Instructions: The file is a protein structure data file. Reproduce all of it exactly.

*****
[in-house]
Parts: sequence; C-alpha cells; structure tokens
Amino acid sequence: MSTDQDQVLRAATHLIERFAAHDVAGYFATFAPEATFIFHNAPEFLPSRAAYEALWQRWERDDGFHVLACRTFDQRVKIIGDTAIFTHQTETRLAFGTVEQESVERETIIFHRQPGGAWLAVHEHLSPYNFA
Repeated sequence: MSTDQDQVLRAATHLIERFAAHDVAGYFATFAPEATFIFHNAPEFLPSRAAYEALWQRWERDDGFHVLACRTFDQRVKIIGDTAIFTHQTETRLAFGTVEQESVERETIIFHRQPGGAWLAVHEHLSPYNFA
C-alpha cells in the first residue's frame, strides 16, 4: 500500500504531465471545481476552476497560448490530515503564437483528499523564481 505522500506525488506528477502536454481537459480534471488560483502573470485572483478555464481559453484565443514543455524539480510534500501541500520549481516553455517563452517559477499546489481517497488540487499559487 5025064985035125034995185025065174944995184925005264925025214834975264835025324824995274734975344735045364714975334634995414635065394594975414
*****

[in-house]
Parts: sequence; C-alpha cells; structure tokens
Amino acid sequence: MSTDQDQVLRAATHLIERFAAHDVAGYFATFAPEATFIFHNAPEFLPSRAAYEALWQRWERDDGFHVLACRTFDQRVKIIGDTAIFTHQTETRLAFGTVEQESVERETIIFHRQPGGAWLAVHEHLSPYNFA
Repeated sequence: MSTDQDQVLRAATHLIERFAAHDVAGYFATFAPEATFIFHNAPEFLPSRAAYEALWQRWERDDGFHVLACRTFDQRVKIIGDTAIFTHQTETRLAFGTVEQESVERETIIFHRQPGGAWLAVHEHLSPYNFA
C-alpha cells in the first residue's frame, strides 16, 4: 500500500504531465471545481476552476497560448490530515503564437483528499523564481 505522500506525488506528477502536454481537459480534471488560483502573470485572483478555464481559453484565443514543455524539480510534500501541500520549481516553455517563452517559477499546489481517497488540487499559487 5025064985035125034995185025065174944995184925005264925025214834975264835025324824995274734975344735045364714975334634995414635065394594975414